DUBAI // Just out of curiosity, Angela Murlowski wanted to know just how much water was dripping from her air-conditioning unit. So she placed a plastic bin under the machine and waited. In the space of a day, it filled more than once. "It's about 80 to 100 litres a day," she said. She now uses the collected condensation, which is purer than tap water, to water the plants in her courtyard.
"Anybody could do this," she said, lamenting what she saw as a lack of interest in the natural environment among most residents. "We've changed the desert so much - introducing so many cars, things like that - that plants are actually really important. There's not enough foliage here to clean the air." Habiba al Marashi, chairwoman at the Emirates Environmental Group, said Ms Murlowski's scheme could work on a much larger scale.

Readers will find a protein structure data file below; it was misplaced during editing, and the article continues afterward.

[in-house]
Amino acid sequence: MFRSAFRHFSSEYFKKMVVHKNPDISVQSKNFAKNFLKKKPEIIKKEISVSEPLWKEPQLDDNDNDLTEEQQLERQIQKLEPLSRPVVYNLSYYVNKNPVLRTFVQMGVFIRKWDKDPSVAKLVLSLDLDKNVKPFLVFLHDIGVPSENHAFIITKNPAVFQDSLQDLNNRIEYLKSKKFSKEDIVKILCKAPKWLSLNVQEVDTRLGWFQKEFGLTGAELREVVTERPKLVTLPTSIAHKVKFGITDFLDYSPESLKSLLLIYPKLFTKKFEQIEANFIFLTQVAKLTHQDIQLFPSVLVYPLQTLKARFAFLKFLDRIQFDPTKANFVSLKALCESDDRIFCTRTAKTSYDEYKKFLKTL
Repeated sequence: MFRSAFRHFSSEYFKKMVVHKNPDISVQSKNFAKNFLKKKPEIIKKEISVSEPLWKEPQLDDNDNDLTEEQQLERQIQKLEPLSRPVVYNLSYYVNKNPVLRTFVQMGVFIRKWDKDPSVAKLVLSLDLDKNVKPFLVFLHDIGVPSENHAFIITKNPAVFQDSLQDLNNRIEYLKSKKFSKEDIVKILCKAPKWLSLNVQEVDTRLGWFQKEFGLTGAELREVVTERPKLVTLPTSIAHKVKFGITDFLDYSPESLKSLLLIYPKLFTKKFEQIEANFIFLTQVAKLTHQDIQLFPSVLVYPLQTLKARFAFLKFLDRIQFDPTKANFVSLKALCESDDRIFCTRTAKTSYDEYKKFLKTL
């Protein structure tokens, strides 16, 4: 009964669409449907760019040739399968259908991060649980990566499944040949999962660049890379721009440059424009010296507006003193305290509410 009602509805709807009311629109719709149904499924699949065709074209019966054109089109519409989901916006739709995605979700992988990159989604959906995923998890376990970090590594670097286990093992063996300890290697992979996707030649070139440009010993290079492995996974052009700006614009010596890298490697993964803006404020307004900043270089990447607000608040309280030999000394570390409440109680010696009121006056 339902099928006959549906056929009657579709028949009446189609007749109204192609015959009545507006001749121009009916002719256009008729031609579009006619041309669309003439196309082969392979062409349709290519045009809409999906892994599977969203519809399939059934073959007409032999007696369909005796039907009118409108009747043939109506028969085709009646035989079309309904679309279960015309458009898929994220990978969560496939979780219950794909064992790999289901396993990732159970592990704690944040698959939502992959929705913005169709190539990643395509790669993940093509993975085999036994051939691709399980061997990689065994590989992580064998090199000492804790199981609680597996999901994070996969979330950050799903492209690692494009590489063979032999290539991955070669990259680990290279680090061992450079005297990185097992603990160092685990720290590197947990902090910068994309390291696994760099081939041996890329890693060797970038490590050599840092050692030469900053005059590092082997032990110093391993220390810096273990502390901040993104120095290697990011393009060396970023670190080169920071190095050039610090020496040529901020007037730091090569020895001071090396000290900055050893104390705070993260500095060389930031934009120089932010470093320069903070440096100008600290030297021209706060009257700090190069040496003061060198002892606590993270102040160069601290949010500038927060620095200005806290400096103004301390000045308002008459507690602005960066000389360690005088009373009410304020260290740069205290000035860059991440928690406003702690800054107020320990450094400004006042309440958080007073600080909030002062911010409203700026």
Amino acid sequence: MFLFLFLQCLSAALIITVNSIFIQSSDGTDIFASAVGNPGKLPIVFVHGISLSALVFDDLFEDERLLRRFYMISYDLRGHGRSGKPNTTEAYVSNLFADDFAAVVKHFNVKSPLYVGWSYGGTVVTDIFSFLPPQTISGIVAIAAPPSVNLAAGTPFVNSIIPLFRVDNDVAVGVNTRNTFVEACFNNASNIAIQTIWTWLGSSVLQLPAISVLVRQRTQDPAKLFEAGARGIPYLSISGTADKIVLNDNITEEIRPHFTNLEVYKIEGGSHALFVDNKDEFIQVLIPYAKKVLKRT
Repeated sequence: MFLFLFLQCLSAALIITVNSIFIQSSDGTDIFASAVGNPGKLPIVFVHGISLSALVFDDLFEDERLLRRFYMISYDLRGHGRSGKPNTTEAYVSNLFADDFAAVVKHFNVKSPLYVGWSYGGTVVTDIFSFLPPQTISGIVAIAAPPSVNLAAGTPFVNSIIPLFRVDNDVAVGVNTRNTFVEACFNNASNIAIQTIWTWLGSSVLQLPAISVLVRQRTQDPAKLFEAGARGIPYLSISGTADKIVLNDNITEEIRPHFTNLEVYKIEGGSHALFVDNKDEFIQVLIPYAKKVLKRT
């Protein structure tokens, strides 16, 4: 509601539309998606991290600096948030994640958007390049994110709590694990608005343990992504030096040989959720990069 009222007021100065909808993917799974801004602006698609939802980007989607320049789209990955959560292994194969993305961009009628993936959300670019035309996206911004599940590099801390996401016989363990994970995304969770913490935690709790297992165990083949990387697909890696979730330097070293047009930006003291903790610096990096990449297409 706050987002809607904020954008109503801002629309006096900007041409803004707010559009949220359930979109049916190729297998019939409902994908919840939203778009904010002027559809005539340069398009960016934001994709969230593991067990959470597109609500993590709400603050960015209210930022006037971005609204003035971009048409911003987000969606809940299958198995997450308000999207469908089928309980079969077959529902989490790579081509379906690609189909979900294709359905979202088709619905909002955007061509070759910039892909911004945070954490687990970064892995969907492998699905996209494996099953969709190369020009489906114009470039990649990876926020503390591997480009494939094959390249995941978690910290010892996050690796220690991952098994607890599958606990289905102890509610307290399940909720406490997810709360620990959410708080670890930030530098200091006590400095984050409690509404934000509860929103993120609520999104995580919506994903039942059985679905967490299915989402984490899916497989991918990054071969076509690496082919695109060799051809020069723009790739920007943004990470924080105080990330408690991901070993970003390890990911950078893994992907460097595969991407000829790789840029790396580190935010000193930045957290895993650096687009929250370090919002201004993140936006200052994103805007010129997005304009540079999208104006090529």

"This is an excellent thing," she said. "I would encourage more people to do it, because this is the best way to irrigate. I've seen a water feature in Dubai that uses water from air conditioners." Water conservation efforts are happening in Abu Dhabi and Dubai, both of which are drawing up green building codes. In August, water-saving taps and shower heads will be installed in 100,000 homes and public buildings in the capital.
But Ms Murlowski believes change needs to start with individual actions. "There isn't a feeling of community here, people don't feel any responsibility to the places they live," she explained. "If you don't care about the environment, you lose touch with who you are. Human beings, by nature, have a need to be responsible. When they are irresponsible, they feel lost. When you feel you have an obligation, it gives you a sense of satisfaction. You feel you belong."